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  • Derek Hermsen

Remote Controls Seattle

Downtown Seattle's office space market is in trouble, but why haven't office "asking rents" fallen off a cliff ? It's because even if office spaces were free, long term leases wouldn't get signed. No company wants to commit to years of lease term or force their employees to be downtown right now. Since no "real leases" are being done, no "real rents" have to be demonstrated; just suggestions or "asks". Short term leases (periods of less than 2 years) are seeing dramatically reduced rents. That is the only way to get a deal done today.

It's more than the pandemic. Drug addicts are lurking, yelling, vandalizing, stealing, shooting up, destructing, and ruining life on the sidewalks of the city. Retailers struggle to be open. The streets don't feel safe. Who wants to be downtown in that? Let's hope that the new Mayor will turn this city around.

Many feel that working and shopping from home is safer and easier. The pandemic showed us that remote working works for a lot of service and technology companies. Technology continues to improve our effectiveness to work while away from a physical office. Commute downtown? "No thanks" the people say. New COVID variant? "Sweet!" they shout. "We can delay having to go back to the office." If people can work from home, the office space market is now competing with the residential market to some degree, which adds a lot of inventory/supply that wasn't previously there.

Landlords of downtown multi-tenanted office buildings need to be worried. The data proves it.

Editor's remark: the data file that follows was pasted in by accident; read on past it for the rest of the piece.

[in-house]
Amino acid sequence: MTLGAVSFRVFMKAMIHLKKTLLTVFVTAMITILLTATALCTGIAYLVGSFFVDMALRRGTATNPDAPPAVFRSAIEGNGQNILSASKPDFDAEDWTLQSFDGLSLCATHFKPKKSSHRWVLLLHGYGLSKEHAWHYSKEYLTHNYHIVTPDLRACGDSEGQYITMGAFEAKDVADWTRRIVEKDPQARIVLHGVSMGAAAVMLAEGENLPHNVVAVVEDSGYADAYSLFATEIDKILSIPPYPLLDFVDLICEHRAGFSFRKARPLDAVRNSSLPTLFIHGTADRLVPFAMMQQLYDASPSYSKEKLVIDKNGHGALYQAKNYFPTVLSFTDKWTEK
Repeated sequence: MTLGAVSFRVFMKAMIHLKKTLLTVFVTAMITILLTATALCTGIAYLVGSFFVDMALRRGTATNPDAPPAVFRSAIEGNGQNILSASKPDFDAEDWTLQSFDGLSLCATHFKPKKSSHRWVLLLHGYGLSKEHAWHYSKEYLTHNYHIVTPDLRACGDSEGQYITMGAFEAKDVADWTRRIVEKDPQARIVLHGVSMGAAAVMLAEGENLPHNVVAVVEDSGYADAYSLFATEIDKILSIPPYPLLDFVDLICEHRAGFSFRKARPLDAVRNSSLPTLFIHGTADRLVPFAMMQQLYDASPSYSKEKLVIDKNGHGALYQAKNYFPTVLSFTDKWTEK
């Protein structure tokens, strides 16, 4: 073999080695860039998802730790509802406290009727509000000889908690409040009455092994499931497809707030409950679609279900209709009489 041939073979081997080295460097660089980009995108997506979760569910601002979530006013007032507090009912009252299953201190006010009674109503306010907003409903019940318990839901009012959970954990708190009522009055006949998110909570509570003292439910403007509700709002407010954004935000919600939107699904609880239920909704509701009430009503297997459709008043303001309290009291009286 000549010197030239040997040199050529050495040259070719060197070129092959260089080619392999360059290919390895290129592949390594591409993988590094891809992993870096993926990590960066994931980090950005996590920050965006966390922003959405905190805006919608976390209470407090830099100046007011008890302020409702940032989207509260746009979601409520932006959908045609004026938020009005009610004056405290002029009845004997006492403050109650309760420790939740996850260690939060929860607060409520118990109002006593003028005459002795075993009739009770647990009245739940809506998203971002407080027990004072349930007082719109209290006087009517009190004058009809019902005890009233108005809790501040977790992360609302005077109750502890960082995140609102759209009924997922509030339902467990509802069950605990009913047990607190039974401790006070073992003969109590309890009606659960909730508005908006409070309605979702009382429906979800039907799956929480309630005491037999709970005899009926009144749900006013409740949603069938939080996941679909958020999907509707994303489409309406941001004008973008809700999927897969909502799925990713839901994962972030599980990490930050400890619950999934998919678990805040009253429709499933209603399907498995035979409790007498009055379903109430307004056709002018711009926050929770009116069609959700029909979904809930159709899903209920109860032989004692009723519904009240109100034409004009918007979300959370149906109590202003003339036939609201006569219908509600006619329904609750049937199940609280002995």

Check out this chunk of the city; from lower Queen Anne down to the stadiums.

Filters: 20ksf +, multi-tenanted office buildings.

What does the data show?

The most recent peak of the office market was about Q1 2019 and it has only gotten worse since then.

The "availability rate" of space has increased from 9% up to 19.7%. This means that there was 5.5mm square feet of space available at the peak, but now it has more than doubled to 12.9mm square feet of available space. The worst "availability rate" in the past 15 years was Q4 2009, which got to 20% (but back then that was 10.9mm square feet; 2mm square feet less than today!). That occurred about 2 years after the main impacts of the mortgage crisis. Here we are almost 2 years since the onset of COVID and we're still adding to "availability". We might beat the percentage of inventory record next quarter.

Tenants below 25,000sf, which would be the size of the majority of tenants in most multi-tenanted buildings, traditionally would normally have an average lease term of about 5 years. That means the market "turns over" about 20% of its leases (expire) each year. We're almost 2 years into this pandemic so only about a third of tenants have had a chance to really assess their current office leasing needs; and those that have, have mostly just kicked the can down the road with short-term leases. Some were able to give back their space. Some tried to sublet their space. The market hasn't had time to demonstrate the true "bottom" yet or the true effects of remote working. 2022 is going to be a telling year. Landlords can't hold their "asking rents" forever. Someone is going to be left holding the bag. Office tenants have a choice of how to operate now; and it includes the living room couch.

The office leasing world of Meta, Google, and other technology users of 100k+ square feet is different than what is being demonstrated here. Those office tenants ironically still elect to pay too much for empty office space as they build their own virtual worlds.

Office tenants downtown have massive leverage now in their lease negotiations. The past is history as they say. It is important to be "present" in assessing office space needs. If the "present" doesn't include using your cubicles, but does include happy and productive employees at home, don't be afraid to reduce your footprint or even to let the office space go. It doesn't have to be permanent.

Let's all continue to hope for a restored and revitalized downtown Seattle by our newest additions to city leadership. If the streets get cleaned up, this city will be back to being one of the best places to work and live in the world.

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